Real estate investment gurus can’t resist the temptation to offer advice to would-be investors. They want to help those new to the industry leverage real estate as successfully as they have. It’s an admirable trait. However, it sometimes leads to unwise advice that could get inexperienced investors in over their heads. Consider the practice of ‘backing into’ a first rental property.
This particular strategy relies on already owning a primary residence you are willing to rent out. It’s not an easy strategy to pull off, especially where financing is concerned. It is also a risky strategy inasmuch as you are sacrificing your primary residence in hopes of reaping future returns that are never guaranteed.
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How the Strategy Works
Backing into a first rental property is a strategy reserved mainly for acquiring residential rentals. It requires that the new investor own a primary residence of significant value. Here’s how it works:
- The seller converts his primary residence into a rental.
- They then buy another home to live in.
- The new home is purchased with a traditional mortgage; equity from the existing home can be leveraged to come up with a downpayment.
- Rental income from the first home covers its mortgage. There may be enough left over to cover the second mortgage as well.
Why would someone employ this strategy? To get a lower interest rate on the second mortgage. Normally, loans offered for obtaining investment properties come with shorter terms and higher interest rates. Simply put, they are more expensive. Backing in allows for financing a new primary residence at a more traditional rate and with longer terms.
You’ve Got Some Explaining to Do
Not only is backing into a new rental property risky, but it is also difficult to pull off. Any traditional lender is going to require an explanation of why you want to do what you are proposing. At the end of the day, lenders may determine that your investment strategy is riskier than you think. Even if you do get a loan, you still may be left with higher rates and shorter terms.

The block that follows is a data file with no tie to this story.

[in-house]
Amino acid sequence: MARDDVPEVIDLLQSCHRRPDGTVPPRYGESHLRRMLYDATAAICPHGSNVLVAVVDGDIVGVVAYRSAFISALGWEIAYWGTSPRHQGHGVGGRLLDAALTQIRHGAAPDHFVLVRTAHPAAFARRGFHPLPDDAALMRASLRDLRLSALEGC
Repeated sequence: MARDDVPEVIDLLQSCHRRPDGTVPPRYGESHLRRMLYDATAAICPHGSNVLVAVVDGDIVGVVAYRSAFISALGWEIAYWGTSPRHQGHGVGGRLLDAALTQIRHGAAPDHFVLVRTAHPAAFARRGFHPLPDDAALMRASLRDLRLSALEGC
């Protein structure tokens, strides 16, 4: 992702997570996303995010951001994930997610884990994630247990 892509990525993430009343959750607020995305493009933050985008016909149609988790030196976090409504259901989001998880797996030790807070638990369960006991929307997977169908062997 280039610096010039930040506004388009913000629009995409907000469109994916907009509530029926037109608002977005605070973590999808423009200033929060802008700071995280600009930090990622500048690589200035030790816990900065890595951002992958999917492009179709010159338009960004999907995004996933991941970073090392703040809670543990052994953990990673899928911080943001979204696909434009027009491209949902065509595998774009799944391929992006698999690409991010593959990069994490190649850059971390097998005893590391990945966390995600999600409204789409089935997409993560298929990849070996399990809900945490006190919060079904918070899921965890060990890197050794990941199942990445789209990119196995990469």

There is also the risk of being left to pay two mortgages without sufficient rental income to support them. For instance, what if your renter ends up being a deadbeat who doesn’t pay his bills? What if your renter does not renew the lease for another year and you’re left without tenants for 6-12 months?
There Are Other Ways to Do It
There are other ways to fund investment properties without risking your primary residence. Hard money is just one option. Actium Partners, a Salt Lake City hard money firm specializing in commercial real estate, explains that not all hard money lenders will write loans for residential properties. Still, many do.
Actium recommends shopping around the same way you would for a traditional mortgage. Just be prepared to offer that first rental property as collateral on the loan. That’s how hard money works. Loan decisions are made based primarily on the collateral offered. And in real estate investing, the property being obtained is almost always the collateral.
It is theoretically possible to back into a first residential rental. People have done it before. Others will do it in the future. But it is a risky strategy that requires careful consideration and a willingness to push the envelope. Based on my limited knowledge of real estate investing and hard money lending, I wouldn’t do it. There are other ways to obtain rental properties that are not nearly as risky. But then again, I tend to be risk averse with my investments.